How to Get to Key West
As we mentioned, the best way to get to Key West is to drive on a self-drive road trip from Miami to Key West along the overseas highway. There are so many things to do in the Florida Keys, you’ll want to have the freedom of your own car. Compare car rental prices here.
But if you driving is not an option, there are other ways to get to Key West.
Key West International Airport – There is an airport in Key West and when flying internationally, you can connect from several hubs in the US. Delta, American, United Airlines, and a few other smaller airlines fly into Key West.
Most people fly into Miami International Airport and then take a shuttle to Key West. The Keys Shuttle company offers transfers from both Miami and Fort Lauderdale Airports. See rates here
If you are looking for an alternative to a Caribbean Island vacation, Key West could be the choice for you. With Highway 1 connecting it to the mainland, United States. it’s an easy way to get to the middle of the Caribbean without having to hop on a flight.
What is the Best Time of Year to Visit Key West
The best time to visit Key West, Florida, depends on what you are looking for in your vacation. Key West has a tropical climate with warm temperatures year-round, but there are some variations throughout the year that might make certain times more appealing than others:
Winter (December – February): This is often considered the best time to visit Key West for weather, as temperatures are mild and pleasant, usually ranging from the mid-60s to the mid-70s degrees Fahrenheit (around 18-24 degrees Celsius). However, this is also peak tourist season, so accommodation prices are higher, and the island can be crowded. Spring (March-May): Spring is also a popular time to visit. The weather is slightly warmer than winter but still comfortable. This is also the dry season, so you are less likely to encounter rain. Prices start to drop a little bit compared to the winter, but it’s still relatively busy. Summer (June – August): Summer in Key West can be hot and humid, with temperatures in the high 80s to low 90s degrees Fahrenheit (around 31-34 degrees Celsius). This is also the start of the hurricane season, which extends through November. However, this is a less busy time for tourism, so you might find lower accommodation prices and fewer crowds. Fall (September – November): The fall season continues to be hurricane season, and there can be occasional storms. However, temperatures start to cool down a bit compared to summer. This can also be a more affordable time to visit as it’s considered an off-peak season.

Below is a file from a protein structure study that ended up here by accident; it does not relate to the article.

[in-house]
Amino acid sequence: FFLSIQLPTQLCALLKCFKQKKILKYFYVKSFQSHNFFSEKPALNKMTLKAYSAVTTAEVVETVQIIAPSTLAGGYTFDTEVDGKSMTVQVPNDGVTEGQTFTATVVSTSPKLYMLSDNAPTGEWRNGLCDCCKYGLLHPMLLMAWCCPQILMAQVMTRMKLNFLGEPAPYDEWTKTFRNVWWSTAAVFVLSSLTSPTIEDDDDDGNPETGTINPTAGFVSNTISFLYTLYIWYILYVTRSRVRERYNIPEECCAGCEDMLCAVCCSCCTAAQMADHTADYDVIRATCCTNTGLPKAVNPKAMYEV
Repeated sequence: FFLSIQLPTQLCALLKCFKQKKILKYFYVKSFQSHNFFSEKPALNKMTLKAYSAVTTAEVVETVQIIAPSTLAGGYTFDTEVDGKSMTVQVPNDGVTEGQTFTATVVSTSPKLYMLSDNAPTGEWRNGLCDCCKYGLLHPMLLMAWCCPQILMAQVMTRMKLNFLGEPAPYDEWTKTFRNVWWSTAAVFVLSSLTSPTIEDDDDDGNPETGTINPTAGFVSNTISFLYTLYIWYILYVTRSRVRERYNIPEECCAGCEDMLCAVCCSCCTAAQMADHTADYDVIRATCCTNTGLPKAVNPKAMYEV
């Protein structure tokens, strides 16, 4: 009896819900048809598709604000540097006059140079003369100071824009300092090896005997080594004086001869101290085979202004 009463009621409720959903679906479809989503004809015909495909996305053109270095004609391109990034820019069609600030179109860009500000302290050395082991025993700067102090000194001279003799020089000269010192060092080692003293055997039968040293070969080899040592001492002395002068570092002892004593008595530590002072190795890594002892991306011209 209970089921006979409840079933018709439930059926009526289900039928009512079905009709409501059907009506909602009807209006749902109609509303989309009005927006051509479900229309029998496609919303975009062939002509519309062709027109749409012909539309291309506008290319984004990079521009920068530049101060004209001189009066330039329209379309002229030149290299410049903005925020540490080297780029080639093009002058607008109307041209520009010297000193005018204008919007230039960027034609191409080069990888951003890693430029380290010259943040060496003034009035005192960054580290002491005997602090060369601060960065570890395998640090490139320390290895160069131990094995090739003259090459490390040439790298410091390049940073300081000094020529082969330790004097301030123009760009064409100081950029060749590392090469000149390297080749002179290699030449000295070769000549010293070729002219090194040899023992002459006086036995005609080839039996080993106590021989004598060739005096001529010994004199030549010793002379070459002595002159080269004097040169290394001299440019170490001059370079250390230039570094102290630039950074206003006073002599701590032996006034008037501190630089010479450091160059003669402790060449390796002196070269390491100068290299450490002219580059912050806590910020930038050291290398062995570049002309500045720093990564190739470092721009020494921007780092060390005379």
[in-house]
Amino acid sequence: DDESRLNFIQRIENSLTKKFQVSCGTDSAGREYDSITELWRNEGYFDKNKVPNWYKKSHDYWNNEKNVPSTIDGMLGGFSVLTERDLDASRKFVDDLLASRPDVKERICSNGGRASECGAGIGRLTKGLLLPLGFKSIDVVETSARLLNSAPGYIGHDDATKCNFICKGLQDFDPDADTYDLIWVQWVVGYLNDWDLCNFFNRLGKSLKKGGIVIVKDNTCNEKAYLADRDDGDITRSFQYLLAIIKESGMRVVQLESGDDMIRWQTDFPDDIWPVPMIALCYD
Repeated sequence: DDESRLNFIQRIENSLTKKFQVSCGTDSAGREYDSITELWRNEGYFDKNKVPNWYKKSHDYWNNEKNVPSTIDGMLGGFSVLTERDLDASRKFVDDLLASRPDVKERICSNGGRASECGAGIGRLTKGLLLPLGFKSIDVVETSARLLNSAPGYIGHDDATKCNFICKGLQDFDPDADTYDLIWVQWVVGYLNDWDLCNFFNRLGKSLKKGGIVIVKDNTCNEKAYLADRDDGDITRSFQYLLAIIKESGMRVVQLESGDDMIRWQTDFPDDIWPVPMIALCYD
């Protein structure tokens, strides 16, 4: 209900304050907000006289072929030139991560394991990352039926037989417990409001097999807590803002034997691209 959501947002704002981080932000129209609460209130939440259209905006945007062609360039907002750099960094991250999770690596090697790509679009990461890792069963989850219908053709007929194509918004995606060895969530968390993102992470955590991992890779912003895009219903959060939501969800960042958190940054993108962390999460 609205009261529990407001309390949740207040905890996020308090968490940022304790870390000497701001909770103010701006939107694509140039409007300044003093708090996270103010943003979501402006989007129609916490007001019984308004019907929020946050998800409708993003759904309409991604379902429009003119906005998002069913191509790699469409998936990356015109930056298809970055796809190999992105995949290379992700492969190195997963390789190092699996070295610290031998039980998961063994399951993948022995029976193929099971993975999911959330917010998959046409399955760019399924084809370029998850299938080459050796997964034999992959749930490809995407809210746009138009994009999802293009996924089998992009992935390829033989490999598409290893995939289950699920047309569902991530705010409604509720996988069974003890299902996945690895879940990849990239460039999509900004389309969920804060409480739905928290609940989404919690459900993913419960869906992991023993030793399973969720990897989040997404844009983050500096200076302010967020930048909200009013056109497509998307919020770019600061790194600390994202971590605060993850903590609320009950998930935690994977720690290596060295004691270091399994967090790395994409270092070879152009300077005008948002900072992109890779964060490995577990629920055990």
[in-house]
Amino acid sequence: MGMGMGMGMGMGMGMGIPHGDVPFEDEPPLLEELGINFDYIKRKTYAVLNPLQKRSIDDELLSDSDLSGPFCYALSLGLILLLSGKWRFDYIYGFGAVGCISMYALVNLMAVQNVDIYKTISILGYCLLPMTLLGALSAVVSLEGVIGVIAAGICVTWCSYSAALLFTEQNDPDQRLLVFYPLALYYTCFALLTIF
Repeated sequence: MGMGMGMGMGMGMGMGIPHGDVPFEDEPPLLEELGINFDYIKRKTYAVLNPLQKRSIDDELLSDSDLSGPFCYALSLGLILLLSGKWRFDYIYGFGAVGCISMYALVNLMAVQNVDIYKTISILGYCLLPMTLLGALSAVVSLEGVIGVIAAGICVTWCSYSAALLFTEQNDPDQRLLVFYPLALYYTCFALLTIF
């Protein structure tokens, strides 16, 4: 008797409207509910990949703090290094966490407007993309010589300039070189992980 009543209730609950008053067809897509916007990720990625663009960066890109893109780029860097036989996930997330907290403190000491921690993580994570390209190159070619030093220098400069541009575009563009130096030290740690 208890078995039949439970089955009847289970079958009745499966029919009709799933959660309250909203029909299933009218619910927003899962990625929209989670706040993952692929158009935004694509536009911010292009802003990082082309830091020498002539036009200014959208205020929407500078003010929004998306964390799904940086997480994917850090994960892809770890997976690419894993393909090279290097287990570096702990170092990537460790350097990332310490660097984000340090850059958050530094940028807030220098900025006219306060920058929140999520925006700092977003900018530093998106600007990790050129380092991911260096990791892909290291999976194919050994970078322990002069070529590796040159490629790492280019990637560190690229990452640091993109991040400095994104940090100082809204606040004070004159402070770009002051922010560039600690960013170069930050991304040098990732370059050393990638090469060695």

How Many Days Is Enough for Key West
The number of days needed for a trip to Key West, Florida, can vary depending on individual preferences and interests. However, here is a general guideline:
One Day: If you’re on a tight schedule, you can still experience a taste of Key West in one day. This will usually involve a walk down Duval Street, a visit to the Southernmost Point Buoy, and perhaps a quick tour of the Ernest Hemingway Home and Museum. You can end your day with a sunset celebration at Mallory Square. Two to Three Days: With two to three days in Key West, you have a more relaxed pace to explore. In addition to the aforementioned activities, you can visit attractions like the Key West Lighthouse, the Mel Fisher Maritime Museum, and the Truman Little White House. You also have time to take a boat tour, and go snorkeling. A trip to the nearby Dry Tortugas National Park is also possible, though it will take up a significant portion of one day. Four to Five Days: Spending four to five days in Key West allows you to truly immerse yourself in the laid-back atmosphere of the island. In addition to visiting the main attractions, you can explore the less touristy parts of the island, try a variety of restaurants and bars, take your time shopping, and perhaps even take a fishing trip. This time frame also allows for more flexibility in case of inclement weather affecting outdoor activities. A Week or More: If you plan to stay for a week or longer, you can enjoy Key West at a leisurely pace and even explore the other islands in the Florida Keys. This would give you time for relaxing beach days, and day trips to neighboring Keys.
Key West is our favorite destination in Florida. There are so many fun things to do that we can go back again and again. As a matter of fact, we did! Have you been to Key West? What are your favorite things to do?
Read More About Planning Your Florida Vacation